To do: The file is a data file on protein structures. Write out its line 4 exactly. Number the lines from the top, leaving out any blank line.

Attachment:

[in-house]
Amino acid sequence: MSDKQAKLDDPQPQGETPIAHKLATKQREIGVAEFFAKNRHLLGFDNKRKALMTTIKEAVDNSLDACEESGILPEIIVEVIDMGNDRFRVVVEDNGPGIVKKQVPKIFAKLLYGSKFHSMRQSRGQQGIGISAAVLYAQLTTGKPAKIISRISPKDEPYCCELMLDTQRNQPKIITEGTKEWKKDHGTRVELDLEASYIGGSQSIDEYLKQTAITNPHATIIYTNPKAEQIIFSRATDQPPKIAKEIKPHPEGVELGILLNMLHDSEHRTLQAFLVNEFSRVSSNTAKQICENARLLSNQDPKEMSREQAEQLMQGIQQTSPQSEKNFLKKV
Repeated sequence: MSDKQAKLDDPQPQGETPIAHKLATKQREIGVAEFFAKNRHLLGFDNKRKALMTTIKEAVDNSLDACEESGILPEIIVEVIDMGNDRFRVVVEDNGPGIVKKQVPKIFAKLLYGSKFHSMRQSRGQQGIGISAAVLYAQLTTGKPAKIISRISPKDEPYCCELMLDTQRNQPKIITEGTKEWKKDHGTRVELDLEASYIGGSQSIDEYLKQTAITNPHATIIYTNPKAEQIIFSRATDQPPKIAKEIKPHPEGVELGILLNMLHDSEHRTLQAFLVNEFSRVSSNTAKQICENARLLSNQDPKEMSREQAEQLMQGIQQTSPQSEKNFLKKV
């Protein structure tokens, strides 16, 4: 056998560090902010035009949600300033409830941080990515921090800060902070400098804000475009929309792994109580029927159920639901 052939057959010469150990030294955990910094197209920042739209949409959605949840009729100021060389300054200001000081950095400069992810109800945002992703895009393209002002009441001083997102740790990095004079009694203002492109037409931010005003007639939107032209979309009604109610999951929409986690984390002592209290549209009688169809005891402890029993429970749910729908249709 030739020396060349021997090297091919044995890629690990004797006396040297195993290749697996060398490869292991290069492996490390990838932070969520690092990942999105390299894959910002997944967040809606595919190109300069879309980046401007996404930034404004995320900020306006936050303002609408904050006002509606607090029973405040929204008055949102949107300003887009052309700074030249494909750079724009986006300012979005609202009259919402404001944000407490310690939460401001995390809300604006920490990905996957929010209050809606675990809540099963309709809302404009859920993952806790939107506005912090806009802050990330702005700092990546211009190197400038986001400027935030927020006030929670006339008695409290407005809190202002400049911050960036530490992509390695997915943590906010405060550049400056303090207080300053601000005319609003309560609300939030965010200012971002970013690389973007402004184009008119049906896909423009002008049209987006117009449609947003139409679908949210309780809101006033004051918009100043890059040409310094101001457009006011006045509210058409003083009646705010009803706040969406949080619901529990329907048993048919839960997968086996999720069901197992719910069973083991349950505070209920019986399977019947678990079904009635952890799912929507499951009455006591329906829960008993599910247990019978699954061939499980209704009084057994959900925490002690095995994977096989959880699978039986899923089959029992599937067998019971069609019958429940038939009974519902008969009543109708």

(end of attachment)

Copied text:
């Protein structure tokens, strides 16, 4: 056998560090902010035009949600300033409830941080990515921090800060902070400098804000475009929309792994109580029927159920639901 052939057959010469150990030294955990910094197209920042739209949409959605949840009729100021060389300054200001000081950095400069992810109800945002992703895009393209002002009441001083997102740790990095004079009694203002492109037409931010005003007639939107032209979309009604109610999951929409986690984390002592209290549209009688169809005891402890029993429970749910729908249709 030739020396060349021997090297091919044995890629690990004797006396040297195993290749697996060398490869292991290069492996490390990838932070969520690092990942999105390299894959910002997944967040809606595919190109300069879309980046401007996404930034404004995320900020306006936050303002609408904050006002509606607090029973405040929204008055949102949107300003887009052309700074030249494909750079724009986006300012979005609202009259919402404001944000407490310690939460401001995390809300604006920490990905996957929010209050809606675990809540099963309709809302404009859920993952806790939107506005912090806009802050990330702005700092990546211009190197400038986001400027935030927020006030929670006339008695409290407005809190202002400049911050960036530490992509390695997915943590906010405060550049400056303090207080300053601000005319609003309560609300939030965010200012971002970013690389973007402004184009008119049906896909423009002008049209987006117009449609947003139409679908949210309780809101006033004051918009100043890059040409310094101001457009006011006045509210058409003083009646705010009803706040969406949080619901529990329907048993048919839960997968086996999720069901197992719910069973083991349950505070209920019986399977019947678990079904009635952890799912929507499951009455006591329906829960008993599910247990019978699954061939499980209704009084057994959900925490002690095995994977096989959880699978039986899923089959029992599937067998019971069609019958429940038939009974519902008969009543109708």